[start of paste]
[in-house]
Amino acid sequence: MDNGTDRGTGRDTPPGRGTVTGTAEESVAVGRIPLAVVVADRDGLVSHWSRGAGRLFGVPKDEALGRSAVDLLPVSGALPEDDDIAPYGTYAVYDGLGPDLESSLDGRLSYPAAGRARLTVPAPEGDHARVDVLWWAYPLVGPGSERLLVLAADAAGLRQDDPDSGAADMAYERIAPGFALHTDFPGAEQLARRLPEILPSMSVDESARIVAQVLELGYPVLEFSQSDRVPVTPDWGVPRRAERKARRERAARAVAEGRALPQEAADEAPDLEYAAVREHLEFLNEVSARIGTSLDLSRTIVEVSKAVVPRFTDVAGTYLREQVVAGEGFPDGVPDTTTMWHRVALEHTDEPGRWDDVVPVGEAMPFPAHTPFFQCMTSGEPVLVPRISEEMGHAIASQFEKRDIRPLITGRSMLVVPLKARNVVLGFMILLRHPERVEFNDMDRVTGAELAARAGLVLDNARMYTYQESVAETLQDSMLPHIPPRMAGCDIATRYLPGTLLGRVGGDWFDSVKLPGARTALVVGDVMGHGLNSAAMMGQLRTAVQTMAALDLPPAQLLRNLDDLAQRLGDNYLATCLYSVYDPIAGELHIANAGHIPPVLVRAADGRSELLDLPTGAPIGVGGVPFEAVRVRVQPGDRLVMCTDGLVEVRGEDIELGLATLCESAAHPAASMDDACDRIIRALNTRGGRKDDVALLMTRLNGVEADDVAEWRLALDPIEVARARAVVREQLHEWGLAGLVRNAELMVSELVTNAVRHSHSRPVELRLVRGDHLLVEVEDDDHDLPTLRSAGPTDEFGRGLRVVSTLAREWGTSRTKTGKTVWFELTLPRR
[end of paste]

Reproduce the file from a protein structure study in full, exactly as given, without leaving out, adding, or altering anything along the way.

[in-house]
Amino acid sequence: MDNGTDRGTGRDTPPGRGTVTGTAEESVAVGRIPLAVVVADRDGLVSHWSRGAGRLFGVPKDEALGRSAVDLLPVSGALPEDDDIAPYGTYAVYDGLGPDLESSLDGRLSYPAAGRARLTVPAPEGDHARVDVLWWAYPLVGPGSERLLVLAADAAGLRQDDPDSGAADMAYERIAPGFALHTDFPGAEQLARRLPEILPSMSVDESARIVAQVLELGYPVLEFSQSDRVPVTPDWGVPRRAERKARRERAARAVAEGRALPQEAADEAPDLEYAAVREHLEFLNEVSARIGTSLDLSRTIVEVSKAVVPRFTDVAGTYLREQVVAGEGFPDGVPDTTTMWHRVALEHTDEPGRWDDVVPVGEAMPFPAHTPFFQCMTSGEPVLVPRISEEMGHAIASQFEKRDIRPLITGRSMLVVPLKARNVVLGFMILLRHPERVEFNDMDRVTGAELAARAGLVLDNARMYTYQESVAETLQDSMLPHIPPRMAGCDIATRYLPGTLLGRVGGDWFDSVKLPGARTALVVGDVMGHGLNSAAMMGQLRTAVQTMAALDLPPAQLLRNLDDLAQRLGDNYLATCLYSVYDPIAGELHIANAGHIPPVLVRAADGRSELLDLPTGAPIGVGGVPFEAVRVRVQPGDRLVMCTDGLVEVRGEDIELGLATLCESAAHPAASMDDACDRIIRALNTRGGRKDDVALLMTRLNGVEADDVAEWRLALDPIEVARARAVVREQLHEWGLAGLVRNAELMVSELVTNAVRHSHSRPVELRLVRGDHLLVEVEDDDHDLPTLRSAGPTDEFGRGLRVVSTLAREWGTSRTKTGKTVWFELTLPRR